Vinaigrier in French (Staghorn sumac)
(Rhus typhina), famille anacardiacées
This wild edible only came onto my radar for real last summer after a blog reader asked me why I wasn’t mentioning it among all the other wild goodies.. Good question. Meanwhile, I had some in my kitchen that had been foraged, dried and ground by François the previous year sitting there untouched. I had tasted sumac in many Morrocan or Middle Eastern dishes before, I had played with it some as a young cook, but it had never grabbed me, I guess. It was one of those things that got forgotten about in the chaos of my cooking life, where there is an endless list of ever exciting ingredients to deal with, new and old, and so much to do..
Like with so many things, when you forage it yourself, smell and taste it fresh, go to the bother of processing it, said foodstuff gains in importance and wow potential. This time around, it was like discovering it for the first time. Fruity and tart, so complex. Not just acidic and aroma-less like on that poor rendition of Za’atar bread in my taste memory from the early 90’s. I’ve also developed a taste for tartness over the years, so maybe that helps in my new found appreciation for sumac.
Even noble ingredients can get lost in the shuffle especially once the novelty wears off. I typically go through stages with all ingredients, using a chosen one in every which way, only to brush it aside when something else comes along, until I wake up to it again if it is worthy. With the wild stuff being our mission, my favourites there never get dissed, remaining on my menu year round - like wild ginger, crinkleroot, sea spinach, sweetgrass.. With others, it takes their peak season to come around, or perhaps a ‘grand ménage’ to uncover a jar on the back of the shelf or a sous-vide bag at the bottom of the freezer, inorder to reintegrate them into my cooking. Upon review, sumac will not gather dust on my spice rack. Here on in, it will get the special treatment; now that I know all it can be and do, it will be a staple.
That it is an indigenous shrub whose fruit can be picked in winter is another reason it is big on my mind right now. Across the river outside my bedroom window, the deep-red velvety clusters hang from the trees, tempting me on a daily basis, inspiring me to put them to different uses, not to mention reminding me that my stash is fast diminishing with all this tinkering. Skiing by the pretty trees a few weeks ago, François was talking about how we should really get around to a winter sumac harvest to replenish those insufficient stocks we made in fall, when we were too busy to put enough up. Then the river ice broke, cutting us off from the treasure. Well, happily, we ultimately were able to get to it, but with a little more work. My François des Bois had to dawn his snowshoes, cross the bridge at the table champêtre and work his way through the woods and back, requiring a half-day, as opposed to a few minutes out our back door.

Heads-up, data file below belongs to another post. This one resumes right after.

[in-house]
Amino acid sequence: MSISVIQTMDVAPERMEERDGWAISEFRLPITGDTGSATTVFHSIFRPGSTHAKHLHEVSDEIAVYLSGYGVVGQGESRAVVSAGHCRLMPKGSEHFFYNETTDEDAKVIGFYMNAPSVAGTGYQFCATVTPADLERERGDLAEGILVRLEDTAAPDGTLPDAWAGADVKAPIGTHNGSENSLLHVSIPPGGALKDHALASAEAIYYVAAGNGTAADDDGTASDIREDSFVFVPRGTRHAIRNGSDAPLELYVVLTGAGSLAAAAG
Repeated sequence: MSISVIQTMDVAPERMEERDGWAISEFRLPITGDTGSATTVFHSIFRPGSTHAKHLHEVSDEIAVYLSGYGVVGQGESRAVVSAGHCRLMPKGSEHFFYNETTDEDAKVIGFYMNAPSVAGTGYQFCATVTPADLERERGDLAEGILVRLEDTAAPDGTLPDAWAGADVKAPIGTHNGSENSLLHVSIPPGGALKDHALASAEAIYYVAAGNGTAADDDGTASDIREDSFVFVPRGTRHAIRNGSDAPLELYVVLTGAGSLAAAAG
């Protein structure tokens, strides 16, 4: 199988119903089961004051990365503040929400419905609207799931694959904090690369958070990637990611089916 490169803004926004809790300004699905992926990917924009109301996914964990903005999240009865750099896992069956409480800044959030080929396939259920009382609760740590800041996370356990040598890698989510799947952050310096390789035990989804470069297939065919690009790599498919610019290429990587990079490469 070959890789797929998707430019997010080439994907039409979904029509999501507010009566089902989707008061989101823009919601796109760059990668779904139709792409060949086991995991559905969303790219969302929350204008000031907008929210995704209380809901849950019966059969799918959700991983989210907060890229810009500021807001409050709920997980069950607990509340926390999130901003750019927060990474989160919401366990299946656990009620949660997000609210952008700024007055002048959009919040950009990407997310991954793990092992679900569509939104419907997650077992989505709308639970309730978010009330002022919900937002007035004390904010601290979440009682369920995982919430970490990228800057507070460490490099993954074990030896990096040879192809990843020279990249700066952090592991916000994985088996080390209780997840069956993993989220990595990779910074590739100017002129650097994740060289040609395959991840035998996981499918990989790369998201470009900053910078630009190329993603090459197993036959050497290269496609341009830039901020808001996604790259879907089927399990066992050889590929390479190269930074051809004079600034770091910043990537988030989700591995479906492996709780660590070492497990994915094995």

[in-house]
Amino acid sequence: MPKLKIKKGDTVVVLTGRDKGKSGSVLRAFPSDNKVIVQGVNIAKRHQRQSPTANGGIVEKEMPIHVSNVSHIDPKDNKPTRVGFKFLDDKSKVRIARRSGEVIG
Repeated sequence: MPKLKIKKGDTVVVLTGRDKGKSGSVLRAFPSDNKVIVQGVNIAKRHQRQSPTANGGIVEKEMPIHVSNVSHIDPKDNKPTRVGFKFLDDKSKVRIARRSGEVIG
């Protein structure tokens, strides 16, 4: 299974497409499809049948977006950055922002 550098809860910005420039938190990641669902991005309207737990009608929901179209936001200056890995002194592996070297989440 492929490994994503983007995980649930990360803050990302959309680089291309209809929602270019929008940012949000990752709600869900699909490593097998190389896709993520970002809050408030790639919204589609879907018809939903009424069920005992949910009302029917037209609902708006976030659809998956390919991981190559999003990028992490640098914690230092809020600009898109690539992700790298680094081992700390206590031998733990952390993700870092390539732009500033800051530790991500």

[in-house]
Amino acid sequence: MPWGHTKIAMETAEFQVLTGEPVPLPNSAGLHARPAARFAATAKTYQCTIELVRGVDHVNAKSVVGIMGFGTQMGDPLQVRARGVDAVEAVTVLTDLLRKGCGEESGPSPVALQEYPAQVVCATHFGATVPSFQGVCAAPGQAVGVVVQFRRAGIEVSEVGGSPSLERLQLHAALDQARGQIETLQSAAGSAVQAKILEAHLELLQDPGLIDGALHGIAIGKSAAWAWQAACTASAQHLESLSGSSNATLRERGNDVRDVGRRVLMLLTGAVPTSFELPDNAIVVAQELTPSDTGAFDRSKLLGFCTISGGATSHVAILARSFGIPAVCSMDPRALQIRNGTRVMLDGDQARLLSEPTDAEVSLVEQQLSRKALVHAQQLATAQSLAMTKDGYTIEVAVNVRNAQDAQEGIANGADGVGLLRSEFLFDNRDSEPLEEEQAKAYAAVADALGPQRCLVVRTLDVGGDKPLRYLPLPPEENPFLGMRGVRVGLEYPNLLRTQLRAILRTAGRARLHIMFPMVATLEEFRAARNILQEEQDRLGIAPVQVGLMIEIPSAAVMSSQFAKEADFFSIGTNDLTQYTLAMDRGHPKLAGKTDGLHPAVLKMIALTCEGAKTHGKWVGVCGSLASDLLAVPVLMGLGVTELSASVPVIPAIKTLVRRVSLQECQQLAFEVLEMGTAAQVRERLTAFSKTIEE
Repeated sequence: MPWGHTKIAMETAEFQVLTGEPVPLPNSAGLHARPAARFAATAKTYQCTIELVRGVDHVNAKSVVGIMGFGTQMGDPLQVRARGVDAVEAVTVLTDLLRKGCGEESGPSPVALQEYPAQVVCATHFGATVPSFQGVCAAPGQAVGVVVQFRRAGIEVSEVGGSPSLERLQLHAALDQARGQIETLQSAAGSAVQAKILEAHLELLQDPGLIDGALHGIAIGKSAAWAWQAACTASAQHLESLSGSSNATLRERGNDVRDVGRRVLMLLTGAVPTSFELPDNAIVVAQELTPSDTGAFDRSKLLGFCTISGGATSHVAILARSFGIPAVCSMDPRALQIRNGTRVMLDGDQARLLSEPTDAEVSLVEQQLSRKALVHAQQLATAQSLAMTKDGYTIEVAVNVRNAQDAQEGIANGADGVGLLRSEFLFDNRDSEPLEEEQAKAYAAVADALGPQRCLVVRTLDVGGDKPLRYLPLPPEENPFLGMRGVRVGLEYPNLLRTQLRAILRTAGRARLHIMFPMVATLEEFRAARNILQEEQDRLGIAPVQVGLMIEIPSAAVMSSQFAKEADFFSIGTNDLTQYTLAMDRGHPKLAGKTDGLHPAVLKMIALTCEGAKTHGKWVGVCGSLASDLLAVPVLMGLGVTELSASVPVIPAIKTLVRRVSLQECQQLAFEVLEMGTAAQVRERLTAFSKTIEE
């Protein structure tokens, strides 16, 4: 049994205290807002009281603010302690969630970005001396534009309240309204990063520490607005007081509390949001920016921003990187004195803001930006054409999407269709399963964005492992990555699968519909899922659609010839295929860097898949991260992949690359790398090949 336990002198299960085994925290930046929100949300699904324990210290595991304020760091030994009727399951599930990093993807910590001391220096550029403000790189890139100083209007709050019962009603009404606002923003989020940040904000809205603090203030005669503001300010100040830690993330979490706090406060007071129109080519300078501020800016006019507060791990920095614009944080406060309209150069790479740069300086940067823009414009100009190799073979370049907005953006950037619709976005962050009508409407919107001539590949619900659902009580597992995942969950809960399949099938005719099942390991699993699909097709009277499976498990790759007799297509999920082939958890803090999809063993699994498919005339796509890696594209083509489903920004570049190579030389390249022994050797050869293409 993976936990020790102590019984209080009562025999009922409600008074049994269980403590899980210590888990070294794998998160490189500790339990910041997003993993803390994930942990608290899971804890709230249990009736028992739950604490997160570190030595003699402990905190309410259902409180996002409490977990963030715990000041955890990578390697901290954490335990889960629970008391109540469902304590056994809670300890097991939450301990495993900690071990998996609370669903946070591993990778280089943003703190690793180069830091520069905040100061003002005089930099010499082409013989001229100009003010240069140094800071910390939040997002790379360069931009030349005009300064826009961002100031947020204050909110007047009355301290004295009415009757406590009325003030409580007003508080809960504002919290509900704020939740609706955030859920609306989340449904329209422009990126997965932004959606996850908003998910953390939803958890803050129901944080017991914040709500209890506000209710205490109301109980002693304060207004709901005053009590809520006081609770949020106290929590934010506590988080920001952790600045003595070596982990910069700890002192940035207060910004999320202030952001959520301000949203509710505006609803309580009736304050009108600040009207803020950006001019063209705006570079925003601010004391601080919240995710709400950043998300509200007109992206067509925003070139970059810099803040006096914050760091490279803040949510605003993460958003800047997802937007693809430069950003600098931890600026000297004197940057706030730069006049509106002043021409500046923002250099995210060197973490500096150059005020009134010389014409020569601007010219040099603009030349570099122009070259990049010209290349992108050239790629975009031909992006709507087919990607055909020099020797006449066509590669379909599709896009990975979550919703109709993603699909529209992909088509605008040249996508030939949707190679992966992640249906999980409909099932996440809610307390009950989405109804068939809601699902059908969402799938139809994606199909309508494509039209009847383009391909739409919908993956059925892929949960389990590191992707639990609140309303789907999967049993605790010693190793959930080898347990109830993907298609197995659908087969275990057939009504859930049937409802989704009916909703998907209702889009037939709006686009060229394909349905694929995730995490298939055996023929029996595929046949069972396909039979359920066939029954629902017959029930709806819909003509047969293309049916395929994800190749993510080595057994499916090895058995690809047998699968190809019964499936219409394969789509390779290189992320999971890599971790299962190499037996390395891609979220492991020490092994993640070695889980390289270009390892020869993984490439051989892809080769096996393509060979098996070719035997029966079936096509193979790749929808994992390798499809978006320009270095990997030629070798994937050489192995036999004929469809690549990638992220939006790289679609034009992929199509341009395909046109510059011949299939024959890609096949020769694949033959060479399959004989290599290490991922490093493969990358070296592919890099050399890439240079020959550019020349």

Back in the kitchen, we laid them out to dry such as to facilitate rubbing the berries off the comb, and then we dried the berries in a dehydrator for a day, or alternatively in the oven on the pilot light for several days. The dried berries then get pulverized in the robot coup and spice grinder. The resulting powder is what I use to cook with, but we throw the dried berries whole into our tisane for a touch of brightness and acidity. The powder is great in many spice mixes or in a chopped salad, say with beets, celery and endive, or some take on greek style salad or fattouche salad. I’ve used it to kick up and color a coconut foam or froth to go into a Thai flavoured soup replacing the lime, and in fish soup, in berry vinaigrette and granité, in various marinades for fish or poultry, and in sauces (near the end). It fits any time you would add lemon or balsamic vinegar for flavour and lift without necessarily the matching acidity.. I’ve also included it in my ‘wild’ gremolata along with sea parsley, crinkleroot and wild garlic that I slather on roasts and braises like osso bucco, nicely cutting through the richness.
It turns out that the punch is due to malic acid, the same acid present in apples. So funny enough, this is a natural (much more fragrant) source for the powder I fell in love with at my hydrocolloids course in NYC last year. This is more arduous, but definitely more locavore and less expensive than ordering from Terra Spice.. For cooks it is crucial to note that apparently, some people may be allergic, like with vinegar and pineapple.
For the rest of us, it is one of the few non-toxic red berries out there in our landscape, and it’s hard to go wrong because of the characteristic look, although some of the other sumacs in the family (like Poison Ivy) are to avoid, but they have yellow or white berries, and the bark isn’t as smooth. With the good sumac, the berries are a red, fuzzy bunch, and when you break off a branch, the gummy sap turns black. It apparently has several medicinal uses too, including the bark, but that’s not my domain. Sticking to the fruit and gastronomy, there is enough to do.. The aboriginals made a kind of lemonade with it.
So, when a Quebec winter gives you sumac and little else, why not make lemonade!
P.S. I am boosting up my bouillabaisse with it for Valentine’s; I’m convinced it’s an aphrodisiac, at least as much as saffron, oysters and chocolate!